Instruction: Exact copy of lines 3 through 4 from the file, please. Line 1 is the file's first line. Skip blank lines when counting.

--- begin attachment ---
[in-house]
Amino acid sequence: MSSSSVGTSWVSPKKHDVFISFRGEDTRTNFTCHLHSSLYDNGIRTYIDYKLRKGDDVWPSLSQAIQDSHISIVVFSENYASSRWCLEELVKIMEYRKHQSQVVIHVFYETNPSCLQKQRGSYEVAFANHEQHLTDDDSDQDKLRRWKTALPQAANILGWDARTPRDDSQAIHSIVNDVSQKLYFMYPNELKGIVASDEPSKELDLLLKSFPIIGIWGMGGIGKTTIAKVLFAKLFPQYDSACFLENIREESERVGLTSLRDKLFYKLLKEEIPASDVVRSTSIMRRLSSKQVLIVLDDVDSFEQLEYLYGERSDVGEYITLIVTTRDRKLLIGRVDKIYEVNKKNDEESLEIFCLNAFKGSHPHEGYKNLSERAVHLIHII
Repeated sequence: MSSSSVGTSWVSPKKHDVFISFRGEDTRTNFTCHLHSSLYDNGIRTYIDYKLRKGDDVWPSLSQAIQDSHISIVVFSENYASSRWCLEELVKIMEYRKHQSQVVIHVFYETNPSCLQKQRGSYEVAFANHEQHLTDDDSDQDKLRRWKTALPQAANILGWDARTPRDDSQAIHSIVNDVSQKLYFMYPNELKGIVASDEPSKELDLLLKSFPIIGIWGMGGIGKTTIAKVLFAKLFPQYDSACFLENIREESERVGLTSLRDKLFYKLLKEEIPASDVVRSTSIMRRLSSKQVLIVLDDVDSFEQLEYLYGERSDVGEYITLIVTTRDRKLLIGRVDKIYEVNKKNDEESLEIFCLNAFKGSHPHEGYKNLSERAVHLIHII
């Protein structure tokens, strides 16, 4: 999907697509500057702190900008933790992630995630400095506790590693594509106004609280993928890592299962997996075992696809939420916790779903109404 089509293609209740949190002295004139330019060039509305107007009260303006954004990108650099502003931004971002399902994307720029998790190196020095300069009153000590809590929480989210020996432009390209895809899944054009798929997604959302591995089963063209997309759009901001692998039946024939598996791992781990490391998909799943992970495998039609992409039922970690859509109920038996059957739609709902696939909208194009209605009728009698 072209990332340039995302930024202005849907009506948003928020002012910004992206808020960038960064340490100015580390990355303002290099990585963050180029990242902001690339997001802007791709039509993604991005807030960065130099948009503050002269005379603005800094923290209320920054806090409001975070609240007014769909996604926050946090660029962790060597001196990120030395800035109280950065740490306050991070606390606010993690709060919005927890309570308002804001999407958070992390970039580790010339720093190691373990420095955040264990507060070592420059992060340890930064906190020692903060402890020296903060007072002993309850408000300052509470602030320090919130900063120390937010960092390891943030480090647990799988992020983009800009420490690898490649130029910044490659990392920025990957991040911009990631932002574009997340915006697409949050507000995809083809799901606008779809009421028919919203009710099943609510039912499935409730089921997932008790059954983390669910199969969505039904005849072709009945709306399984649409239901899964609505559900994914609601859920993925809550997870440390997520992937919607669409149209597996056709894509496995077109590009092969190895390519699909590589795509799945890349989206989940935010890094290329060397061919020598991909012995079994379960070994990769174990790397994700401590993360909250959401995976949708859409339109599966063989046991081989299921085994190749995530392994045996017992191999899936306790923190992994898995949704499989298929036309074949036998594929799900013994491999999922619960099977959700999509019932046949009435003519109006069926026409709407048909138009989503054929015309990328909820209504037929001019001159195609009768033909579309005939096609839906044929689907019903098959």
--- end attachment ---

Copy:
Repeated sequence: MSSSSVGTSWVSPKKHDVFISFRGEDTRTNFTCHLHSSLYDNGIRTYIDYKLRKGDDVWPSLSQAIQDSHISIVVFSENYASSRWCLEELVKIMEYRKHQSQVVIHVFYETNPSCLQKQRGSYEVAFANHEQHLTDDDSDQDKLRRWKTALPQAANILGWDARTPRDDSQAIHSIVNDVSQKLYFMYPNELKGIVASDEPSKELDLLLKSFPIIGIWGMGGIGKTTIAKVLFAKLFPQYDSACFLENIREESERVGLTSLRDKLFYKLLKEEIPASDVVRSTSIMRRLSSKQVLIVLDDVDSFEQLEYLYGERSDVGEYITLIVTTRDRKLLIGRVDKIYEVNKKNDEESLEIFCLNAFKGSHPHEGYKNLSERAVHLIHII
């Protein structure tokens, strides 16, 4: 999907697509500057702190900008933790992630995630400095506790590693594509106004609280993928890592299962997996075992696809939420916790779903109404 089509293609209740949190002295004139330019060039509305107007009260303006954004990108650099502003931004971002399902994307720029998790190196020095300069009153000590809590929480989210020996432009390209895809899944054009798929997604959302591995089963063209997309759009901001692998039946024939598996791992781990490391998909799943992970495998039609992409039922970690859509109920038996059957739609709902696939909208194009209605009728009698 072209990332340039995302930024202005849907009506948003928020002012910004992206808020960038960064340490100015580390990355303002290099990585963050180029990242902001690339997001802007791709039509993604991005807030960065130099948009503050002269005379603005800094923290209320920054806090409001975070609240007014769909996604926050946090660029962790060597001196990120030395800035109280950065740490306050991070606390606010993690709060919005927890309570308002804001999407958070992390970039580790010339720093190691373990420095955040264990507060070592420059992060340890930064906190020692903060402890020296903060007072002993309850408000300052509470602030320090919130900063120390937010960092390891943030480090647990799988992020983009800009420490690898490649130029910044490659990392920025990957991040911009990631932002574009997340915006697409949050507000995809083809799901606008779809009421028919919203009710099943609510039912499935409730089921997932008790059954983390669910199969969505039904005849072709009945709306399984649409239901899964609505559900994914609601859920993925809550997870440390997520992937919607669409149209597996056709894509496995077109590009092969190895390519699909590589795509799945890349989206989940935010890094290329060397061919020598991909012995079994379960070994990769174990790397994700401590993360909250959401995976949708859409339109599966063989046991081989299921085994190749995530392994045996017992191999899936306790923190992994898995949704499989298929036309074949036998594929799900013994491999999922619960099977959700999509019932046949009435003519109006069926026409709407048909138009989503054929015309990328909820209504037929001019001159195609009768033909579309005939096609839906044929689907019903098959």